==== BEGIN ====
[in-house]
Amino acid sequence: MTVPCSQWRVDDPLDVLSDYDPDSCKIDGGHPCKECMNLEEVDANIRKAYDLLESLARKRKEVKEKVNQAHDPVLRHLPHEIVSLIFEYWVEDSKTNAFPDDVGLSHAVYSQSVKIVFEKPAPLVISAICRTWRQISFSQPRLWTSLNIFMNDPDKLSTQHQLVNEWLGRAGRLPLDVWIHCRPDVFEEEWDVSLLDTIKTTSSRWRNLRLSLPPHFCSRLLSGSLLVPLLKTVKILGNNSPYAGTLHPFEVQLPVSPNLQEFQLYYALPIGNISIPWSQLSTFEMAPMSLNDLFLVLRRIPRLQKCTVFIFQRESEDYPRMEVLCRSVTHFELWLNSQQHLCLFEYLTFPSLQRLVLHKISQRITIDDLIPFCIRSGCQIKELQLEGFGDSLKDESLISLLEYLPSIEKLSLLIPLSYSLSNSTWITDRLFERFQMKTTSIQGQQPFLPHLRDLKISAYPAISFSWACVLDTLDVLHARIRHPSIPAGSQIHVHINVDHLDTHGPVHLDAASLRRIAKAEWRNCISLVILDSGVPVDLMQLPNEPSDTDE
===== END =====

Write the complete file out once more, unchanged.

[in-house]
Amino acid sequence: MTVPCSQWRVDDPLDVLSDYDPDSCKIDGGHPCKECMNLEEVDANIRKAYDLLESLARKRKEVKEKVNQAHDPVLRHLPHEIVSLIFEYWVEDSKTNAFPDDVGLSHAVYSQSVKIVFEKPAPLVISAICRTWRQISFSQPRLWTSLNIFMNDPDKLSTQHQLVNEWLGRAGRLPLDVWIHCRPDVFEEEWDVSLLDTIKTTSSRWRNLRLSLPPHFCSRLLSGSLLVPLLKTVKILGNNSPYAGTLHPFEVQLPVSPNLQEFQLYYALPIGNISIPWSQLSTFEMAPMSLNDLFLVLRRIPRLQKCTVFIFQRESEDYPRMEVLCRSVTHFELWLNSQQHLCLFEYLTFPSLQRLVLHKISQRITIDDLIPFCIRSGCQIKELQLEGFGDSLKDESLISLLEYLPSIEKLSLLIPLSYSLSNSTWITDRLFERFQMKTTSIQGQQPFLPHLRDLKISAYPAISFSWACVLDTLDVLHARIRHPSIPAGSQIHVHINVDHLDTHGPVHLDAASLRRIAKAEWRNCISLVILDSGVPVDLMQLPNEPSDTDE